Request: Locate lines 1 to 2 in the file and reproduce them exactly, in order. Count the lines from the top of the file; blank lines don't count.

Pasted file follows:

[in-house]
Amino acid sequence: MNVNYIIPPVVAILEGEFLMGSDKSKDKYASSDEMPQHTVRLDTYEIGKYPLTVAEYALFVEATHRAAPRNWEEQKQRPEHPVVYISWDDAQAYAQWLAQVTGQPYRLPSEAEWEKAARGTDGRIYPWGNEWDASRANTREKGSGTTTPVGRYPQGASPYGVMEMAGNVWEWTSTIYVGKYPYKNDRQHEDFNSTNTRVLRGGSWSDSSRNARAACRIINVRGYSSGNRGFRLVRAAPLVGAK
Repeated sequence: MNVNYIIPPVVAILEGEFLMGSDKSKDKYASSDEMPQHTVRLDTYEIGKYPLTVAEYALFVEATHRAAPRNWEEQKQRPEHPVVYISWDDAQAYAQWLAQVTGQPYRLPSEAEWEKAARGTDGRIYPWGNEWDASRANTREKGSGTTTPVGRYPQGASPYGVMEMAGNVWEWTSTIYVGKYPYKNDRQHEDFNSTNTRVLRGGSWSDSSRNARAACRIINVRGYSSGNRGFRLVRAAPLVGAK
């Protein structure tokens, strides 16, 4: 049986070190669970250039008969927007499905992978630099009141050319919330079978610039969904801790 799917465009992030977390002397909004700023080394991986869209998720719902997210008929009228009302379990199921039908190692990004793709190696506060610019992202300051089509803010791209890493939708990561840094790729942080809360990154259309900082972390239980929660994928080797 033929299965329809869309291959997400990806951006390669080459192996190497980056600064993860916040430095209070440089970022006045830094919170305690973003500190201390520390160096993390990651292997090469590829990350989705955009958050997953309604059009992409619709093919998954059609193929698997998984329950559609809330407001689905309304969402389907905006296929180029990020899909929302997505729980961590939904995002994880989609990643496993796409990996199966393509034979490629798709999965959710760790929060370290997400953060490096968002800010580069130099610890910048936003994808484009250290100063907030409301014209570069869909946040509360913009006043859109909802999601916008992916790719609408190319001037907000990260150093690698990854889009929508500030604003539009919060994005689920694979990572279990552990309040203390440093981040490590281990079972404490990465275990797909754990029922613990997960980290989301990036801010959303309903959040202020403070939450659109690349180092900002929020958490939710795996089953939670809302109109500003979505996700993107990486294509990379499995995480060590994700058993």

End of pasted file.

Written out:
[in-house]
Amino acid sequence: MNVNYIIPPVVAILEGEFLMGSDKSKDKYASSDEMPQHTVRLDTYEIGKYPLTVAEYALFVEATHRAAPRNWEEQKQRPEHPVVYISWDDAQAYAQWLAQVTGQPYRLPSEAEWEKAARGTDGRIYPWGNEWDASRANTREKGSGTTTPVGRYPQGASPYGVMEMAGNVWEWTSTIYVGKYPYKNDRQHEDFNSTNTRVLRGGSWSDSSRNARAACRIINVRGYSSGNRGFRLVRAAPLVGAK